THE BOCA LAGO Country Club, in Boca Raton, Fla., has just launched an advertising campaign designed to boost outside event business. But the club is treading carefully. “We're advertising locally, but we don't really want to get all of South Florida in here,” notes Doris Arias, the club's special events director.
Her concern is echoed by many club event directors, who strike an artful balance between recruiting new business and protecting the exclusivity that club members cherish.
The Moon Valley Country Club, in Phoenix, doesn't advertise its special event capabilities; instead, “most of my business comes from referrals from members,” notes catering manager Susan Ory. She finds, however, that surrounding hotel properties sometimes push local business — both business meetings and social events — her way. “Especially in the Phoenix area, the emphasis is ‘heads on beds,’” she says, noting that hotels may change the setup promised a local event if an out-of-town group willing to book plenty of rooms comes into the picture.
Moon Valley makes a big deal out of local events by limiting access — “We don't take more than one wedding a day” — while expanding service. “We don't have all the restrictions that a resort does,” Ory explains, such as limitations on when events can start or end.
Ory takes care to keep the referrals coming by creating fun special events for Moon Valley members. “Because we have a sports club as well as golf, we have many younger members,” she explains. She keeps them happy with more-casual events, such as the annual “beach party,” which this year will feature a nighttime “dive-in movie” — a screen set up at the pool so members can watch a film while lounging on their pool floats. The menu will probably be something simple like “barbecue, ice-cream bars and, of course, popcorn,” Ory says. With the premium that clubs place on service, “Our biggest cost is labor, so we're facing a challenge here to stay within budget.”
ClubCorp, the Dallas-based owner and operator of nearly 200 country and city clubs as well as golf courses and resorts, has taken more-assertive steps to develop its special event business, including naming a corporate private events director and advertising its capabilities on Web sites geared to brides.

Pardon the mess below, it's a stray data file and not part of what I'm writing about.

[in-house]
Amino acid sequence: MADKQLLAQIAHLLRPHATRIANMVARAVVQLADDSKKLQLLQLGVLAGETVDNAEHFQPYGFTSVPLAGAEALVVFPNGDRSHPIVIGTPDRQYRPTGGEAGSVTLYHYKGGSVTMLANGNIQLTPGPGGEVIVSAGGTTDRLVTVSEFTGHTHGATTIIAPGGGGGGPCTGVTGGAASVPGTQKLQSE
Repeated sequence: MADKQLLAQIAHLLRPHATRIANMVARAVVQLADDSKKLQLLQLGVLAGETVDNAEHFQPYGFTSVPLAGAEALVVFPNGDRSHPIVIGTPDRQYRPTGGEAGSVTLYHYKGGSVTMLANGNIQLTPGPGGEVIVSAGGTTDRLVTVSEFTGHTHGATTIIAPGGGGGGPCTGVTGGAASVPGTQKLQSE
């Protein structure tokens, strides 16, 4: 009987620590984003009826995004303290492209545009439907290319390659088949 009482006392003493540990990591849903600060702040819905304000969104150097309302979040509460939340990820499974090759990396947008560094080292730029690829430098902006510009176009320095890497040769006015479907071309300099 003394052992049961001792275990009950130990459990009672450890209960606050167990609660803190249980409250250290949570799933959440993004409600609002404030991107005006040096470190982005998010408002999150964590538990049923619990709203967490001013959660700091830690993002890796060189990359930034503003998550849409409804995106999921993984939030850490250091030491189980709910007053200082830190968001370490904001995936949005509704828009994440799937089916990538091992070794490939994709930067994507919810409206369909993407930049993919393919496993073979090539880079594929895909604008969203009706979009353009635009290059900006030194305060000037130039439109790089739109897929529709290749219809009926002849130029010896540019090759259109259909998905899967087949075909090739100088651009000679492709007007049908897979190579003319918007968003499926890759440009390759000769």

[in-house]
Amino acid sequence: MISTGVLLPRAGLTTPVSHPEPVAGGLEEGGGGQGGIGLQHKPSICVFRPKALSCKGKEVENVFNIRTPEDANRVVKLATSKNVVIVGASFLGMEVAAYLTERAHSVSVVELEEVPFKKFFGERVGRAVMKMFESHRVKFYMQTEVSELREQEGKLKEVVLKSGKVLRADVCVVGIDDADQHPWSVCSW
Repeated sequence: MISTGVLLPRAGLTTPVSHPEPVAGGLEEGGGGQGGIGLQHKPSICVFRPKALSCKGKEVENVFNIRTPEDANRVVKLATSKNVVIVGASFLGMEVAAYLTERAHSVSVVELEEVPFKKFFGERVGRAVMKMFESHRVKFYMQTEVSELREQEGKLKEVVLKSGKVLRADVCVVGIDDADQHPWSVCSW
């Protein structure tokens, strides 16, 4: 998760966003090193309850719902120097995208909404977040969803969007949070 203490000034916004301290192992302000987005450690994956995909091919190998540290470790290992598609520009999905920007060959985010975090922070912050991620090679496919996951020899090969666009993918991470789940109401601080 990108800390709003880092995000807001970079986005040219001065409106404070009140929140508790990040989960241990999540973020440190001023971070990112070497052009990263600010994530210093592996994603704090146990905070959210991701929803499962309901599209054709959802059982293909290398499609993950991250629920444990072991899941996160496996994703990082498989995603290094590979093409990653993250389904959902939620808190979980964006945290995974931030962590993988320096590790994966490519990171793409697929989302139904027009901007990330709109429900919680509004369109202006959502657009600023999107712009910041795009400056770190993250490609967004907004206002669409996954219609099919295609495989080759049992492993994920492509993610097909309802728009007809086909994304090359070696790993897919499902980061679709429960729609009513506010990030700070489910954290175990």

Weddings are “huge,” explains Kim Polk, regional private events director for more than 20 ClubCorp properties from Boston to Chicago. “And that trend will continue for the next five to six years.” Clubs are in an ideal position to capitalize on the trend toward multiple-day weddings, Polk notes. For example, ClubCorp's Metropolitan Club in downtown Chicago can pick guests up at the church after the ceremony for a tour of the city, bring them to the reception at the club, then escort them for a midnight cruise on Lake Michigan.
Clubs also have benefited in some ways from the fallout from 9/11, notes Lynne LaFond DeLuca, ClubCorp's Western regional private events director for nearly 25 clubs from the Rockies to Hawaii. For example, as members travel less, they have turned to their hometown club as a “vacation spot,” DeLuca says. In an age of heightened security, many members find a venue that is closed to the public appealing. Also, as clients start booking events later and later, the club steps in as the one-stop shop. “We have created many more ‘packages’ to assist hosts in creating a very well put together event with less time and energy on their part,” DeLuca says. “Our corporate meeting themed packages can even include gifts for each attendee, themed agendas and name tags, along with food and beverage [ideas] and break ideas.”
Yet not all clubs are eager for outside business. Its constitution means that New York's venerable Union Club — the oldest private city club in the United States — cannot take outside business, according to Charles D. Dorn, CCM, general manager. Yet the club brings in $2.2 million a year in social, charitable and not-for-profit events, driven entirely by members and individuals they personally sponsor. “Probably the singular difference that exists here,” Dorn explains, “is that for a member to sponsor an event, he must guarantee the dollars.”
Failure to put members' needs first “is a mistake that some of my colleagues make,” Dorn says. In fact, the Union Club will not allow outside event planners. “First, we have spent a lot of money to hire good people. We know our building very well, and we can do it better than most,” Dorn says. Also, “We've historically found that with planners, what's right for them may not be what's right for us. We don't want something so outlandish that it would change the feel of a room.”
Along with sophisticated weddings and anniversary parties (the latter often black-tie events with bigger budgets than weddings, Dorn notes), the Union Club does brisk business with Sunday-afternoon christening parties. “They tend to run about 40 to 50 people with brunch-type food,” he notes. “They are fairly profitable, because the kitchen is open on Sundays.”
Although the Union Club has felt a bit of the economic chill (“Someone who might have poured old Bordeaux two years ago is pouring new Bordeaux today,” Dorn says), the club will not compromise its signature service standard. When hosts ask to cut costs by cutting the number of servers per guest, Dorn refuses. “I will not compromise on service,” he says. “That's what sets us apart.”
Boca Lago Country Club, 561/869-8865; ClubCorp, 972/243-6191; Moon Valley Country Club, 602/375-4415; The Union Club of New York, 212/606-3415